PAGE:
University is the beginning of a new chapter in our lives, and it can feel overwhelming. Sometimes it’s hard to remember you’re not alone and that everyone is going through the same thing. Everybody is just as nervous as you, starting off their university journey. So, the first step to making things a bit easier on yourself is to make some friends. And we are here to help. Here are five ways to make friends at university.
Say hi to the person next to you
Irrespective of where you are on campus, try saying hi to the person next to you. A simple hello can spark up a good conversation. Remember that people around you may also need someone to talk to—just like you.
If you live in on-campus housing, you’ll meet tons of new people the moment you move in. Feel free to say hi to your flatmates or hallmates, they will be just as eager as you to meet someone. Many people I know met their best friends in their halls, so don’t be shy, your new best friend could be right next door to you
Don’t be scared to talk to people in your tutorials, seminars, and lectures. Having some coursemates are also super beneficial if you need help with coursework.
Join a Slack/WhatsApp/Discord group with your classmates
For the introverts among us, it can be overwhelming to attend all the social events offered at university. Therefore, it might be worthwhile to explore more low-impact options. Your classmates might create a group chat for the course and usually pass the link around for others to join. It is a good idea to join these groups and get to know your classmates virtually. Ask around to see if any of these group chats exist for your courses and if not you can create one and invite your classmates to join in!
Michelle’s Experience: In my program (Design), we have a Discord server for all the students in my cohort, where we can conduct group projects, ask each other for help and relax after classes with virtual games and parties. The server is also a helpful way for us to connect with our student mentors and upper-year design students. Joining your program’s Discord server (or creating one!) is a great way to network and find support.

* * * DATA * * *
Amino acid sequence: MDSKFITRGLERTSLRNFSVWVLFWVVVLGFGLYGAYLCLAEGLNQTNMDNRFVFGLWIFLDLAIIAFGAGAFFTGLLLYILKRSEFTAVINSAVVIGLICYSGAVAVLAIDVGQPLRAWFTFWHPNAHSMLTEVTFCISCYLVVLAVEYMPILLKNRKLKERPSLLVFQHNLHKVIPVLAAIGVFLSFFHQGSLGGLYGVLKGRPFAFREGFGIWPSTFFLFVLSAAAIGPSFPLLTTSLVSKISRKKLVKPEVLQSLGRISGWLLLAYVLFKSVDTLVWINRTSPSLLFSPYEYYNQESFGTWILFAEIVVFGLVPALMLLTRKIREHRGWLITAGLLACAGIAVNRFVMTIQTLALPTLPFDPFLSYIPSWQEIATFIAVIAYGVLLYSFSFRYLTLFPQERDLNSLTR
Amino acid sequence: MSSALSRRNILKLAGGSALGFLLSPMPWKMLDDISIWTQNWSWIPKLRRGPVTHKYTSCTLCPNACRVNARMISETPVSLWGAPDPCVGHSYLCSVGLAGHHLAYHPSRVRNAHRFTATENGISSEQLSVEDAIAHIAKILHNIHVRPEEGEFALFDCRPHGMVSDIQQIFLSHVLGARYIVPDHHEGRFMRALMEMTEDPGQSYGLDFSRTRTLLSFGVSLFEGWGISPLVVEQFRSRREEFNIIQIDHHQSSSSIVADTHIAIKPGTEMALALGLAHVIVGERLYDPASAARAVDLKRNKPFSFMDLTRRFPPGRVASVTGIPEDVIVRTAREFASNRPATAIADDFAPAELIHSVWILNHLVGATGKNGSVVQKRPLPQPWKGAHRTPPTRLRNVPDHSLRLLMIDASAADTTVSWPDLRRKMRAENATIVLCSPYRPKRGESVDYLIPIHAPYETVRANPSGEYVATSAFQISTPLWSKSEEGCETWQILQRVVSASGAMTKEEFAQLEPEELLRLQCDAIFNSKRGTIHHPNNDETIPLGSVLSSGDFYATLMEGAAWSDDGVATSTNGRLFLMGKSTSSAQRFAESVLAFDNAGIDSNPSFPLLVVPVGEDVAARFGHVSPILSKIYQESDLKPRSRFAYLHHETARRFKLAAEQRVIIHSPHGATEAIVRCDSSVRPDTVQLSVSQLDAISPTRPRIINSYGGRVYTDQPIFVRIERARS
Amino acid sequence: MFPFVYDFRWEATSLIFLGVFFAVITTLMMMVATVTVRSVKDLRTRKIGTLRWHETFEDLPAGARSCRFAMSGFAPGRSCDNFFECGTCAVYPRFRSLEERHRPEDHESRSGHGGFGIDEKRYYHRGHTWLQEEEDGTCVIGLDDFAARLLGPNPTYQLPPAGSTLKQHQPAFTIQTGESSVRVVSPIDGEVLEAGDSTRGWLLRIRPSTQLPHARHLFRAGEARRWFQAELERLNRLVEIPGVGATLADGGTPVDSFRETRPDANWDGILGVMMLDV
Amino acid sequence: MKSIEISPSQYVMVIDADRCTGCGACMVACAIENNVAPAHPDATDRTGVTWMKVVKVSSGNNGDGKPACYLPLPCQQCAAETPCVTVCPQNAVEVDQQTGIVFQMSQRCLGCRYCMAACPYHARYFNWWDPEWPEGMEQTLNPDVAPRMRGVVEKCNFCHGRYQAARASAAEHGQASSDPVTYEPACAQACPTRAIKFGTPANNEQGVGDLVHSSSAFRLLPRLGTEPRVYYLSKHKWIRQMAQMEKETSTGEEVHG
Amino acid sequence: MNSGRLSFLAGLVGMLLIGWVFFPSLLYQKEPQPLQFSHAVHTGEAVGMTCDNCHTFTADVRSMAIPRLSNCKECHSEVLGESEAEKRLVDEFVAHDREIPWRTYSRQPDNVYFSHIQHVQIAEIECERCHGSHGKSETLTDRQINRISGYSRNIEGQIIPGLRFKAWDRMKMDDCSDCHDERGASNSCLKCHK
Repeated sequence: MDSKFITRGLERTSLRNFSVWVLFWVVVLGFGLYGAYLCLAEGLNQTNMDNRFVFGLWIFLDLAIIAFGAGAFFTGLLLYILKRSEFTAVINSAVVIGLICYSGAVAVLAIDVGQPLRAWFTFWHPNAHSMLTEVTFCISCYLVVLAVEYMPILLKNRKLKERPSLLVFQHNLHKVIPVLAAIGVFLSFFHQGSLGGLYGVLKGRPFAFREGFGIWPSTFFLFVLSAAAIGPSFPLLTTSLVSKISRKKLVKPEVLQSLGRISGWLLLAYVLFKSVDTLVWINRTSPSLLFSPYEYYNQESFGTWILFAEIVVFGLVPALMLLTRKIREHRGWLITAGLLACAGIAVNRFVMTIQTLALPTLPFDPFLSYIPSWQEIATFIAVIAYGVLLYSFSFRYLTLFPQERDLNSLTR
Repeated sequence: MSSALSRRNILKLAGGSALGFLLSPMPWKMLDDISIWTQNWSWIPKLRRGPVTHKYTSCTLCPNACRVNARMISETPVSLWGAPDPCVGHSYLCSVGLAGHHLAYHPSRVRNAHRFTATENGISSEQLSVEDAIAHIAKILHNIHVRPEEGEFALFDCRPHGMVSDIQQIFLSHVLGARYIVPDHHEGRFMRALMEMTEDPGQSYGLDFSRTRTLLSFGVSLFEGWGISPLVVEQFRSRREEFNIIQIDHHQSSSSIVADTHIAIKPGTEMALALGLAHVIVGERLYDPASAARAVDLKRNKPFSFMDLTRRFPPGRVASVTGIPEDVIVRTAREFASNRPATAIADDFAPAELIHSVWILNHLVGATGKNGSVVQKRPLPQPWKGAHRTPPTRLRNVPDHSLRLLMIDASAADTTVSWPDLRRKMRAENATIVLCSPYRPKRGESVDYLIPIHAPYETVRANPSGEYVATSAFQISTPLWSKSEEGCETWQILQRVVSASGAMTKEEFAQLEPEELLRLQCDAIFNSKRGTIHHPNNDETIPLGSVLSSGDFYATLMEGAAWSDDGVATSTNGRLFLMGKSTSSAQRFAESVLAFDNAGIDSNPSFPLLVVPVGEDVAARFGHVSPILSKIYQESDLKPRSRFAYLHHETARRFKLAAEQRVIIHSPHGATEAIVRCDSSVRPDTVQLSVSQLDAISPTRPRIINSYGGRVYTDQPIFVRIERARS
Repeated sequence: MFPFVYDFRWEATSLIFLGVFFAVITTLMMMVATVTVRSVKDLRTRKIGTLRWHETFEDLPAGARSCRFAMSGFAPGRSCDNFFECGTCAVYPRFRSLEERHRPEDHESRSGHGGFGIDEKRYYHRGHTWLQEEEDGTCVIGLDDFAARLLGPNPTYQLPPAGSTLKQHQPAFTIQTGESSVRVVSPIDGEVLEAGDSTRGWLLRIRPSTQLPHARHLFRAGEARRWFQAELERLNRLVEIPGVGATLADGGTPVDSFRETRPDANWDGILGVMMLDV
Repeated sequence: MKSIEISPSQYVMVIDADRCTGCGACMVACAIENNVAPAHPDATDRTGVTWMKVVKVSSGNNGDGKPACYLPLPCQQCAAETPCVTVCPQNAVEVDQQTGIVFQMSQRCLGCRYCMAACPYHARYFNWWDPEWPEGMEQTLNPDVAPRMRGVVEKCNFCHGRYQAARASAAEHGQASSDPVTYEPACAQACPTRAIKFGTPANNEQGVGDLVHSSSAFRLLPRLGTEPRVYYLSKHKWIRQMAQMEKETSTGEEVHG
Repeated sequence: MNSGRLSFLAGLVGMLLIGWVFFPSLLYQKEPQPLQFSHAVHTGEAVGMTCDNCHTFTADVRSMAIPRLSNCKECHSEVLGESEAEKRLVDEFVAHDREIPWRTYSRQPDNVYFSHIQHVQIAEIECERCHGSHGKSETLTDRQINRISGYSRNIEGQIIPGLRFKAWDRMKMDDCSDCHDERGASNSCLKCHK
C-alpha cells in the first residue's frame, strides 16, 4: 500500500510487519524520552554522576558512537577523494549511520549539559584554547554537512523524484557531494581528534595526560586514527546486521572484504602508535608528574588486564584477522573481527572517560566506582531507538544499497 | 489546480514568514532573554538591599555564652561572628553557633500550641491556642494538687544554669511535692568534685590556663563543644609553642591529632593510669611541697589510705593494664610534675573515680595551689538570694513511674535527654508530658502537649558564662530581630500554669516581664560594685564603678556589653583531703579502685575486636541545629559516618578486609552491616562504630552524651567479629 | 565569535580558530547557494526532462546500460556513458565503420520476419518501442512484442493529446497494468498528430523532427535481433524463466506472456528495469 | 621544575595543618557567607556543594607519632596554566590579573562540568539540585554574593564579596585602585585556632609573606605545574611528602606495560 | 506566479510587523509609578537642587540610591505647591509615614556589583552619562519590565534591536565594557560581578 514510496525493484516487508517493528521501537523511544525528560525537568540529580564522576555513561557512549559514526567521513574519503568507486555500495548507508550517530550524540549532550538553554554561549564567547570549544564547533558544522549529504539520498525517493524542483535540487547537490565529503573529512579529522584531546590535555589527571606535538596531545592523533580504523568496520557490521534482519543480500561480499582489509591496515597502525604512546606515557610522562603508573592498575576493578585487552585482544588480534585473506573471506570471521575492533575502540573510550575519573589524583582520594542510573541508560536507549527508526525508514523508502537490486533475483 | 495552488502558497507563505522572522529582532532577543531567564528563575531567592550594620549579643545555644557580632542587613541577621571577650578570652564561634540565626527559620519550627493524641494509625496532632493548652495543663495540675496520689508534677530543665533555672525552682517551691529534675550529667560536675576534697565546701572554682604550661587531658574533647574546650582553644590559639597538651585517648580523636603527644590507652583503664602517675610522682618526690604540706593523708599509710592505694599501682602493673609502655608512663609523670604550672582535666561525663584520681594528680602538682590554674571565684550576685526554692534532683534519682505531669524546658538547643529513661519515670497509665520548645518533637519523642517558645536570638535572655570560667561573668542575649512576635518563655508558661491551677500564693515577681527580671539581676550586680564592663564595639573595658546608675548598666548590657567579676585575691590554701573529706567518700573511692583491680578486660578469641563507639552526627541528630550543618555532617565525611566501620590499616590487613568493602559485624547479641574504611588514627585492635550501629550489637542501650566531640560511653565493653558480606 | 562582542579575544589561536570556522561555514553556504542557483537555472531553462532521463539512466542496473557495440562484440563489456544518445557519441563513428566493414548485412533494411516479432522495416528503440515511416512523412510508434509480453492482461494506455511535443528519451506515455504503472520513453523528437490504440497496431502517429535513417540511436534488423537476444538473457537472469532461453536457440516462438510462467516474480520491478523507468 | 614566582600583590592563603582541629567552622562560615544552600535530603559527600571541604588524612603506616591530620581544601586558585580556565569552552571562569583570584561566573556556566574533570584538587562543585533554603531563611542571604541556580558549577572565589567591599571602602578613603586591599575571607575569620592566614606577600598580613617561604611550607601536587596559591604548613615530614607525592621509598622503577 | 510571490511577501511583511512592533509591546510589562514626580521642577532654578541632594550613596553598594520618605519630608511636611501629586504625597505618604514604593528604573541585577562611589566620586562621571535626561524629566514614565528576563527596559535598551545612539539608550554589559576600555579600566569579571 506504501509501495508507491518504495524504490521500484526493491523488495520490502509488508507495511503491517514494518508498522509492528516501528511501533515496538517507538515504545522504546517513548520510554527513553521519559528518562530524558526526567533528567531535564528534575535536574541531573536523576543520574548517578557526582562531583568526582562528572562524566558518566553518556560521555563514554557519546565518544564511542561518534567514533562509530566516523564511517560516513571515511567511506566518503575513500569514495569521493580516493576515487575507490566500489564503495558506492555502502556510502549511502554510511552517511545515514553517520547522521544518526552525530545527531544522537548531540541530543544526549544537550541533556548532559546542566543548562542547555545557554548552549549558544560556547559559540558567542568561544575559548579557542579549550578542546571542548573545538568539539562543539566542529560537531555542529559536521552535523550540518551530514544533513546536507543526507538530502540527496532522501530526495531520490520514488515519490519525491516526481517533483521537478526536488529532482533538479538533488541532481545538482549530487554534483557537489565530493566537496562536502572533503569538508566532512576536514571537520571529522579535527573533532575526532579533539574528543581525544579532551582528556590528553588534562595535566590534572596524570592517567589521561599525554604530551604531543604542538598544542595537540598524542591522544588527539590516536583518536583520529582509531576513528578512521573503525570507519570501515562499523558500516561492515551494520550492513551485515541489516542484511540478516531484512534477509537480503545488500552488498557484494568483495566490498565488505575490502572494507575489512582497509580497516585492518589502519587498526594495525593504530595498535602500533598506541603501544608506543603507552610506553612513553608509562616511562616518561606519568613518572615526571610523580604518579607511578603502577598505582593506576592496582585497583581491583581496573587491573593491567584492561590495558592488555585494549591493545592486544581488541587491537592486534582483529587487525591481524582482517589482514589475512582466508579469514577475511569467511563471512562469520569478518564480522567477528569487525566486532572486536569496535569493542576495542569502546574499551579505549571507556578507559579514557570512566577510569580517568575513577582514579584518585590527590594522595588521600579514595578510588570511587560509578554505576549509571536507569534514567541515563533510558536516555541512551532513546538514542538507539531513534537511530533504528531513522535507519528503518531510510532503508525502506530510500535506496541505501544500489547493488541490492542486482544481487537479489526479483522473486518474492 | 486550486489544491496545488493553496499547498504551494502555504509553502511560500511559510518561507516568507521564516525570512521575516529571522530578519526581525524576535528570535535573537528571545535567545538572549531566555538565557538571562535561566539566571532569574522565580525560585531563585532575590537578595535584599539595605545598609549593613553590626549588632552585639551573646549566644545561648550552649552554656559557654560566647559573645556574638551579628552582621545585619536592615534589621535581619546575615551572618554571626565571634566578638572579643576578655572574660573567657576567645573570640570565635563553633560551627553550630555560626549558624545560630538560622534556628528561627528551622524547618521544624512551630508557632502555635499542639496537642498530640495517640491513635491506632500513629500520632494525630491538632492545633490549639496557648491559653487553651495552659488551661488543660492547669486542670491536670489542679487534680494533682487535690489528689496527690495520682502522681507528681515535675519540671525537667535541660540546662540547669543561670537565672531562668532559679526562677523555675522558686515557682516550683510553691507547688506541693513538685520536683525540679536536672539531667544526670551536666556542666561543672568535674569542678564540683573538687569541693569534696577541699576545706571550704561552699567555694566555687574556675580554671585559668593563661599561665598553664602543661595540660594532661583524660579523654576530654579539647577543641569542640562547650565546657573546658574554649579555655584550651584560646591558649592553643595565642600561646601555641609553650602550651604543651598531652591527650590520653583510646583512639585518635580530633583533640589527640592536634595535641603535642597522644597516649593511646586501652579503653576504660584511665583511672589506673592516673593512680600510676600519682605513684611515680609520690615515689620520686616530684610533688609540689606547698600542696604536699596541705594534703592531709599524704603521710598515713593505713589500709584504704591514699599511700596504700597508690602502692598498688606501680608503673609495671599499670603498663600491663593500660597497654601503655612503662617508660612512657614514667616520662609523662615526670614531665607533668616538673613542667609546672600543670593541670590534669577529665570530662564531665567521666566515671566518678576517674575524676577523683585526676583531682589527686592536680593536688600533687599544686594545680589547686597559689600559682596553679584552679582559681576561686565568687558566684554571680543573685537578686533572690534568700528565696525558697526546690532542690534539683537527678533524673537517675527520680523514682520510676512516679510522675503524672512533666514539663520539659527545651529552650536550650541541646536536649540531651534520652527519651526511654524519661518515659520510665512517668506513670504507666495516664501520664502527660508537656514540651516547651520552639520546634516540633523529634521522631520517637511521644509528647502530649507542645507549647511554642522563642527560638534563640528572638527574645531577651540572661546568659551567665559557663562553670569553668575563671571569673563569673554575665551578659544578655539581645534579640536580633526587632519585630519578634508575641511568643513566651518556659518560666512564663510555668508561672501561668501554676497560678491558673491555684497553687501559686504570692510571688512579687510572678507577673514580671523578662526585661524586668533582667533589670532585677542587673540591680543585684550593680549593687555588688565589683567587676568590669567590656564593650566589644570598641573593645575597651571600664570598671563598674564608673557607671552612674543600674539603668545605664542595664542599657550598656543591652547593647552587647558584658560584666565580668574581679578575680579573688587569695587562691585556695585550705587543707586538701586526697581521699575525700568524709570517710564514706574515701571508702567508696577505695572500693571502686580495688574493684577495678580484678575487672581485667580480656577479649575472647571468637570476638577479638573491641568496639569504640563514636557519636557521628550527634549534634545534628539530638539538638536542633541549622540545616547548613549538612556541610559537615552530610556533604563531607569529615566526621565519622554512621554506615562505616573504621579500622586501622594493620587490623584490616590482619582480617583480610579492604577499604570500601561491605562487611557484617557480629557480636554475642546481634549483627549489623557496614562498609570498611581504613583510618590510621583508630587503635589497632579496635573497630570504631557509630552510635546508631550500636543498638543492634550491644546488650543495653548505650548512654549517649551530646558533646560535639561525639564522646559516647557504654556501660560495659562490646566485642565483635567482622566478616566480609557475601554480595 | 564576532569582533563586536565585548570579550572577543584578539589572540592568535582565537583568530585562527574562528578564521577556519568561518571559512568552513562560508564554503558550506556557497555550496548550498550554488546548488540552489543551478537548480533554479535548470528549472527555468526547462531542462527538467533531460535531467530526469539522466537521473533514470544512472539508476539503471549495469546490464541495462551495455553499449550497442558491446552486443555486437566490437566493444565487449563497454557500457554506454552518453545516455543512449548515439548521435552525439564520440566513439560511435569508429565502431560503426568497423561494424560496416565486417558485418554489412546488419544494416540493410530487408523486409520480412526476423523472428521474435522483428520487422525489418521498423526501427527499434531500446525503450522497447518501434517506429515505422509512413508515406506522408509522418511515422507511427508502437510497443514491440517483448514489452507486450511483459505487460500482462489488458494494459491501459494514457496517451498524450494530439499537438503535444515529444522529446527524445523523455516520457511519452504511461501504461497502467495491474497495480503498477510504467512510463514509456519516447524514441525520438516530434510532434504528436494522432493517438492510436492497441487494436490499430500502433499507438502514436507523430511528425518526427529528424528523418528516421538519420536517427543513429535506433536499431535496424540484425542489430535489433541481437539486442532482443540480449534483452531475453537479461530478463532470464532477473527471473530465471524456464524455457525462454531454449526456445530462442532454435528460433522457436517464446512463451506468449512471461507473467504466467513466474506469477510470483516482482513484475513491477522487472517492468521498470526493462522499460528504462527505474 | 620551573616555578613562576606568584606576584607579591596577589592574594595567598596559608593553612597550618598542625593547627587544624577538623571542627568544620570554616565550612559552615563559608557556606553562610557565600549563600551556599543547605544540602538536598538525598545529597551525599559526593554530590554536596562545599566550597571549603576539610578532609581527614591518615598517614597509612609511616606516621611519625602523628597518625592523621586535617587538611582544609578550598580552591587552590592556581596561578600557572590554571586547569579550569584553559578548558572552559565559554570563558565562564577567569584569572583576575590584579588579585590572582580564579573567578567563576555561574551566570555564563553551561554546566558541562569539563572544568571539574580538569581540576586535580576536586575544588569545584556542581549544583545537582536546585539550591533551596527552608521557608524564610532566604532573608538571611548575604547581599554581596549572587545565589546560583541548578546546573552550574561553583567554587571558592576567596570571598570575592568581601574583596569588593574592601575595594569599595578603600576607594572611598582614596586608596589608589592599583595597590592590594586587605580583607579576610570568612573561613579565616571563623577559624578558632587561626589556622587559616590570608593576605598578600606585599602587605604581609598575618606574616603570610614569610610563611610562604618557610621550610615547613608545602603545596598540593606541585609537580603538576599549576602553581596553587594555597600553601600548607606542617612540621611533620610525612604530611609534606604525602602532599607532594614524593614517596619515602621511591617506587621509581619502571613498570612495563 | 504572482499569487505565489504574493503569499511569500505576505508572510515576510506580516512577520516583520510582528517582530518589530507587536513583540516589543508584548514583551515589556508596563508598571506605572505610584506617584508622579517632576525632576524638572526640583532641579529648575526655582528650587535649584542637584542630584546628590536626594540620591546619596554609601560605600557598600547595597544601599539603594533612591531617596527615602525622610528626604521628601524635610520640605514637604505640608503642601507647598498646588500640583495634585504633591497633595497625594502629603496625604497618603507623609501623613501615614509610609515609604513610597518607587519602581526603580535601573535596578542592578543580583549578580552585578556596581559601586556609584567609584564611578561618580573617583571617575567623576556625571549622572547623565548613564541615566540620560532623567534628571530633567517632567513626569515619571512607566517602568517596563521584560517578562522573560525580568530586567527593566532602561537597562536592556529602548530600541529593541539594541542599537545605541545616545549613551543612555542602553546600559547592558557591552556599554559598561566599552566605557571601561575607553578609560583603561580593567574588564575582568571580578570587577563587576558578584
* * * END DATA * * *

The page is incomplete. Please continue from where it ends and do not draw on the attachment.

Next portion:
Get an on-campus job
One of the best ways to meet new people is to snag an on-campus job. York’s Work/Study Program is a great way to meet new people, learn skills and network with professionals.
Join student clubs or volunteer
York has over 350 student clubs to choose from. Find the one that interests you and join! You will find a ton of like-minded people and it’ll make it easier for you to make friends!
Not only is volunteering a great way to meet people, it also allows you to contribute to the community your university is in, and gain new skills for your resume. Seriously, it’s a win-win. Get in touch with your college to know more about volunteering opportunities!
Attend College Events
Every program is associated with a college in York, which is a great way to meet friends. Even if you don’t live in an on-campus residence, you can attend college events to meet like-minded people. This past year, the colleges hosted virtual get-togethers, including speed-painting, academic support workshops, and social nights! Certain events allow students from any college to participate, which lets you meet people from all kinds of programs.
These five ways should get you started in your journey to make friends, but remember that no matter how you decide to get to know people, adjusting to university life shouldn’t mean you need to change who you are to fit in. Don’t rush or panic if you haven’t met your best friends, true friendship is a timely process and doesn’t instantaneously happen in a week. Don’t compare yourself to others. Everyone has a different personality and different priorities in life. When you feel lonely, use that time to become better friends with yourself.
To stay up to date on campus life and events, connect with York on social media. You can follow us on Facebook @YorkUStudents, Twitter @YorkUStudents, Instagram @studentlifeyu and with our weekly This Week @ York emails.
Graphics by Michelle Tieu. Photos courtesy of York University.